We will change the lives of American workers.

When I was growing up, one in three workers was in a union, and a union job raised up whole families, whole communities, whole generations.

Every generation of Americans has met their biggest challenges with greatness. We didn't just settle the West, we built a railroad across it; we didn't just feed people during the Great Depression, we created Social Security; we didn't settle for the Civil Rights Act, we passed the Voting Rights Act the very next year.

And each generation in America had one common legacy. They passed on to their children a better life than their own. We call that legacy the American Dream. And, when you had a union job it meant you were on the road to the American Dream. But that dream is flickering. Working in America is very different today from when I got my first job.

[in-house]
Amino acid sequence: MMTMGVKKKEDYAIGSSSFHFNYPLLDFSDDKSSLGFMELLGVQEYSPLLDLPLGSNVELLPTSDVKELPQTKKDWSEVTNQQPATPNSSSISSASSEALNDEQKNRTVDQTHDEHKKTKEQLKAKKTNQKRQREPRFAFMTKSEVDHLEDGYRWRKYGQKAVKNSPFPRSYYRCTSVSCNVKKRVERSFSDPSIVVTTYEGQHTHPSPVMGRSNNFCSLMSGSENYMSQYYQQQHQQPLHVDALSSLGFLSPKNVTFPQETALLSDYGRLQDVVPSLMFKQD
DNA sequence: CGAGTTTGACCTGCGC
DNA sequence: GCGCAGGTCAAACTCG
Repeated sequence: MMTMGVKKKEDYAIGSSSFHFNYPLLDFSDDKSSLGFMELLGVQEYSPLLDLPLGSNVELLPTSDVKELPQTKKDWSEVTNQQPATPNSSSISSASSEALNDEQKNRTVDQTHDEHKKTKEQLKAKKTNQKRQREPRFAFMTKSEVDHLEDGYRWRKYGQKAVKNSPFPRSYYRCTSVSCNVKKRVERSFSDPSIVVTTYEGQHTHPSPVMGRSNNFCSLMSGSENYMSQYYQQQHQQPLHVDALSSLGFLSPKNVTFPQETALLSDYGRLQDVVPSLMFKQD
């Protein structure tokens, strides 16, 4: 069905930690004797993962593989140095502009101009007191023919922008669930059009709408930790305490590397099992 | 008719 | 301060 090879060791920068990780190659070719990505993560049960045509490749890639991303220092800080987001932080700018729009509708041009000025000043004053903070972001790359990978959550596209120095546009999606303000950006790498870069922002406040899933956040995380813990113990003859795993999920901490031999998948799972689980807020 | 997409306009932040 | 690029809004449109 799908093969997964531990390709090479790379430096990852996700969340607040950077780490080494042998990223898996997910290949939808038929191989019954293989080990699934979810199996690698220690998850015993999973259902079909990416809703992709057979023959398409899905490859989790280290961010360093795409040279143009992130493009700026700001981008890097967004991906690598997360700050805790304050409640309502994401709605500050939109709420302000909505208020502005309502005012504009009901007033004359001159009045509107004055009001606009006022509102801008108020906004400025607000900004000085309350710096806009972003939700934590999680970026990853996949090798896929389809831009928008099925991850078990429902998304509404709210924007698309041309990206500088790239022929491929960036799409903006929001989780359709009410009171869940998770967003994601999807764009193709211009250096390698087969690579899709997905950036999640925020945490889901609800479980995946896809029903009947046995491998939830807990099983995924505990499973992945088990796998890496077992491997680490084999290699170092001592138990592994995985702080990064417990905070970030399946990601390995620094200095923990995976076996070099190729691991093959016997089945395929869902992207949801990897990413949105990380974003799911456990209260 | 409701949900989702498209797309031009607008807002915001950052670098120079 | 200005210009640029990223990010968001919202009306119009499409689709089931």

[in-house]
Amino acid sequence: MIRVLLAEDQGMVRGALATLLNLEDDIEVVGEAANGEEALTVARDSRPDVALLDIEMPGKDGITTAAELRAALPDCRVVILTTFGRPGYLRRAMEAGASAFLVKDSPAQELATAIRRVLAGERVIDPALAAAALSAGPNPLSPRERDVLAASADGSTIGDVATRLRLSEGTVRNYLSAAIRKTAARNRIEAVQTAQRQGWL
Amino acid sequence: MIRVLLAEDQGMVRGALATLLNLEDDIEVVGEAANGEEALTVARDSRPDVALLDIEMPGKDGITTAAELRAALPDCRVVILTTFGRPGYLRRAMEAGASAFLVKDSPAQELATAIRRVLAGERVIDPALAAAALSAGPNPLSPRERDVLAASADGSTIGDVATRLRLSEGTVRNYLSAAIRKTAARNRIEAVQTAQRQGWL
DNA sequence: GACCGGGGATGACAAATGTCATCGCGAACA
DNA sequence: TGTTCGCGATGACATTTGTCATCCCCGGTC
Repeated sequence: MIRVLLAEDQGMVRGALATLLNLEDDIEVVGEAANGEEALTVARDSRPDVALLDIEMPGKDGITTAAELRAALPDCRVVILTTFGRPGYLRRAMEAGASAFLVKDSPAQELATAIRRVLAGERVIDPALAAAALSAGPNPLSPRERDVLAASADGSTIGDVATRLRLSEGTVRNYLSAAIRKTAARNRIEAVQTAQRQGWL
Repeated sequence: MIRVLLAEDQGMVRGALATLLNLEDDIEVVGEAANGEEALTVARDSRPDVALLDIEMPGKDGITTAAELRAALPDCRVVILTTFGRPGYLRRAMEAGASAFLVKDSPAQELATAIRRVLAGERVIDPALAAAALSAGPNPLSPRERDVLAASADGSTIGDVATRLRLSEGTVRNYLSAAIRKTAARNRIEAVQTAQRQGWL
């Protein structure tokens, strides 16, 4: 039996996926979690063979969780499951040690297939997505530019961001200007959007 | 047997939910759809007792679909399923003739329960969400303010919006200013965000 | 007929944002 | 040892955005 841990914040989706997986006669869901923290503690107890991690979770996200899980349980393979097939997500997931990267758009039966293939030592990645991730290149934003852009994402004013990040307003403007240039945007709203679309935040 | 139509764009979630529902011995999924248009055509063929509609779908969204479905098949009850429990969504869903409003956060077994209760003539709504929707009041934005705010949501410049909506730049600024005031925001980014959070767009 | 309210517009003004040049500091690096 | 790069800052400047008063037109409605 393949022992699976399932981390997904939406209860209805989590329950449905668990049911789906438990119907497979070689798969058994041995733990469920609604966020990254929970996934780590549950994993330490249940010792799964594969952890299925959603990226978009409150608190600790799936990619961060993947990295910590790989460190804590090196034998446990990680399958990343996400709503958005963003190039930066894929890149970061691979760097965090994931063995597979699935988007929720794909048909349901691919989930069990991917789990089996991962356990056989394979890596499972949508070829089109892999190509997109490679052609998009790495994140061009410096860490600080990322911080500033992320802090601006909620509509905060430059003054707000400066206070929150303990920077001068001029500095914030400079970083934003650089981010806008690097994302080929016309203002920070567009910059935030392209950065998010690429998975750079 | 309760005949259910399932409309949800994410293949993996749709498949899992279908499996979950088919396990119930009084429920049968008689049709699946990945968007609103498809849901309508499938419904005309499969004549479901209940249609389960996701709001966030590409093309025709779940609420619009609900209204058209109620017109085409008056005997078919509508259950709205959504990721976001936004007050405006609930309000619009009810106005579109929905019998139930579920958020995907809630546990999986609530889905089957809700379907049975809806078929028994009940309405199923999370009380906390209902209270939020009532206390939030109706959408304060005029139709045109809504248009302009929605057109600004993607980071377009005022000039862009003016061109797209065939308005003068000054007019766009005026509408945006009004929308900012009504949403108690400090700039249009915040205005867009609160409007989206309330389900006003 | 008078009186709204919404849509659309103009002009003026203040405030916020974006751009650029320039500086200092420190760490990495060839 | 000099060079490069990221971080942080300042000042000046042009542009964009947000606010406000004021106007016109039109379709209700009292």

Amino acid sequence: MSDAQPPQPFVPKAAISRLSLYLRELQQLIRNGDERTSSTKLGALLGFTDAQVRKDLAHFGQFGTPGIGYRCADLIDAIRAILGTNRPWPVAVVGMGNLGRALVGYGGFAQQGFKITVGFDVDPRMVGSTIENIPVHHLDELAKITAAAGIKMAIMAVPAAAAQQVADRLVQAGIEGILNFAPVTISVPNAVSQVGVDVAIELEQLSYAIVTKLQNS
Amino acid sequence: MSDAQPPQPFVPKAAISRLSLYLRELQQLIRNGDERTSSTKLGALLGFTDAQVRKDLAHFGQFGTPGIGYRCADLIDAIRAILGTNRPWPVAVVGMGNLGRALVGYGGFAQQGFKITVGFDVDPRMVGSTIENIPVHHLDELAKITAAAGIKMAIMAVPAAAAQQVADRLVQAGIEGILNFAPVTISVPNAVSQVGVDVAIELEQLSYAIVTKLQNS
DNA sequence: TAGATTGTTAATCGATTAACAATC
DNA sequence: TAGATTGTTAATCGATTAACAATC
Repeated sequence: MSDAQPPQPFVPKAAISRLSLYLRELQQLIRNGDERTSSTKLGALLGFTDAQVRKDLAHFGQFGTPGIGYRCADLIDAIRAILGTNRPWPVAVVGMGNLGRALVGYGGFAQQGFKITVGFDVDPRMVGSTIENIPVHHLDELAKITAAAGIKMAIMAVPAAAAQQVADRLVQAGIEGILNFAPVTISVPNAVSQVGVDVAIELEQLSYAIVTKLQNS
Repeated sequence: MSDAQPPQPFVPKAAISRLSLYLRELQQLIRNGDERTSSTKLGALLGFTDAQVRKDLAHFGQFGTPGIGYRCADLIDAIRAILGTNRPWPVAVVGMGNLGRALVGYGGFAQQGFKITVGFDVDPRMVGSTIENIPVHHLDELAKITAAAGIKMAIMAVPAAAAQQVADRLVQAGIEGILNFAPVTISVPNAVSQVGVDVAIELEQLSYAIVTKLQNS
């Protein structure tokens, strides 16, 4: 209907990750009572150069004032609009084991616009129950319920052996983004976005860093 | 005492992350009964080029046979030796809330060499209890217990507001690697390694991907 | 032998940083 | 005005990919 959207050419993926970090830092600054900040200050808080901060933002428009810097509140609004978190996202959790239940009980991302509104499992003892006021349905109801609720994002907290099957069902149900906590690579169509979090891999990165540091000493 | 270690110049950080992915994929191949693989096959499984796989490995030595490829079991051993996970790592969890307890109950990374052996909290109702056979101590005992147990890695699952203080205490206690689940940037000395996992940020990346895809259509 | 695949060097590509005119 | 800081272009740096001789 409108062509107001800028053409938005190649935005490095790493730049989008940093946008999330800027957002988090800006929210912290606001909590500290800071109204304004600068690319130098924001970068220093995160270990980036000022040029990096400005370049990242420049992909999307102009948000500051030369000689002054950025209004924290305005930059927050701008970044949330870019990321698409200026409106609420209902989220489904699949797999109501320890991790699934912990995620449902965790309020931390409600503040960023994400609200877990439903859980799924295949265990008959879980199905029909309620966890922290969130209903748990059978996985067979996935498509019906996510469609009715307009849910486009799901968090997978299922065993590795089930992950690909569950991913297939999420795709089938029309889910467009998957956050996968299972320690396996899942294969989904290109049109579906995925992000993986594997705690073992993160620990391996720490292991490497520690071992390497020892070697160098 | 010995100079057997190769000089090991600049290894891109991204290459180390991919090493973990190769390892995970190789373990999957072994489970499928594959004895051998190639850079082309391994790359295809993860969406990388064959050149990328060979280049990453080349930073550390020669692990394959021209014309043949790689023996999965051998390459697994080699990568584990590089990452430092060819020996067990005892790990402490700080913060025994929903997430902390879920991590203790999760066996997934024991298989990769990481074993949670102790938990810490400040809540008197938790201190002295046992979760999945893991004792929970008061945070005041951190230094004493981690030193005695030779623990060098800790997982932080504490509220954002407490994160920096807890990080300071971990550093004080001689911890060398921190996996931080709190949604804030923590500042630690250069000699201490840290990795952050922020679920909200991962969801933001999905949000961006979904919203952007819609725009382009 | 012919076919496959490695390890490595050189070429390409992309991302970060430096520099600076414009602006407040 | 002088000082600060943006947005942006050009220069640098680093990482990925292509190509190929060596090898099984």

America's greatness was that everyone who worked hard and played by the rules had a chance to own a home, raise a family, send their kid to college, and retire with dignity.

But the rules today stink. They are stacked against American workers.

The truth is we do work hard. We're driving trucks, and serving food, cleaning hotels, picking apples, building houses, pouring concrete, and stocking shelves. And American workers do play by the rules. But the rules no longer work. Wages are down, work hours are up. The gap between the rich and the rest of America is staggering and growing.

Health care costs are exploding. Pensions are wiped out. Job security is a thing of the past. Part-time employment is on the rise. Giant corporations that salute no flag but their own corporate logo, and worship no god, but the almighty dollar, roam the globe in search of the lowest wages.